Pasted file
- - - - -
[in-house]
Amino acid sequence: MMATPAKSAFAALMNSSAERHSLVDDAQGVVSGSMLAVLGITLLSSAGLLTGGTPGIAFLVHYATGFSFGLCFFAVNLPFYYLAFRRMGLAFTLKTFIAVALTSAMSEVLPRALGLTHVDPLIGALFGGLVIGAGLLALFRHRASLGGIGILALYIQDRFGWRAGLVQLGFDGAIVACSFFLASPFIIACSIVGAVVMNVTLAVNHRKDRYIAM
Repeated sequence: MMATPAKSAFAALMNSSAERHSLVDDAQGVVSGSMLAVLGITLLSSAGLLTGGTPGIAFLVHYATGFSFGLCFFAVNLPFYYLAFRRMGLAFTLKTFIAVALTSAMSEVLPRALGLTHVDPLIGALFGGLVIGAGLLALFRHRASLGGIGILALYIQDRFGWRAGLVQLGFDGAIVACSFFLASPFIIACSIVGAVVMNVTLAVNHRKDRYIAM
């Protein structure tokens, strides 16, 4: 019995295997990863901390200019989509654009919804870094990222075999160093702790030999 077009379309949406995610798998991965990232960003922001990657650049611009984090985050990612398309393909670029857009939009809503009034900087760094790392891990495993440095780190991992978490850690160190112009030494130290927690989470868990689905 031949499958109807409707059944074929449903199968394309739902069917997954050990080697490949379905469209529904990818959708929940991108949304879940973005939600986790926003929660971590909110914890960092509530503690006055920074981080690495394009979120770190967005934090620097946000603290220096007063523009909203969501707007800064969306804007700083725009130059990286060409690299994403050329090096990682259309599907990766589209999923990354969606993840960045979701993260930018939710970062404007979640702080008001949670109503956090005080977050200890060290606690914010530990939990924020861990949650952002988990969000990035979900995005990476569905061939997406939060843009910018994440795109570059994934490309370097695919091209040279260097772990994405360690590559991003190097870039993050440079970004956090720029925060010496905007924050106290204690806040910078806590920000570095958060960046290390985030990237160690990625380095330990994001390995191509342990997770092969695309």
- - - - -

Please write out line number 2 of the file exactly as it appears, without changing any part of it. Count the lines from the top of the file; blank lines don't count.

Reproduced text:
Amino acid sequence: MMATPAKSAFAALMNSSAERHSLVDDAQGVVSGSMLAVLGITLLSSAGLLTGGTPGIAFLVHYATGFSFGLCFFAVNLPFYYLAFRRMGLAFTLKTFIAVALTSAMSEVLPRALGLTHVDPLIGALFGGLVIGAGLLALFRHRASLGGIGILALYIQDRFGWRAGLVQLGFDGAIVACSFFLASPFIIACSIVGAVVMNVTLAVNHRKDRYIAM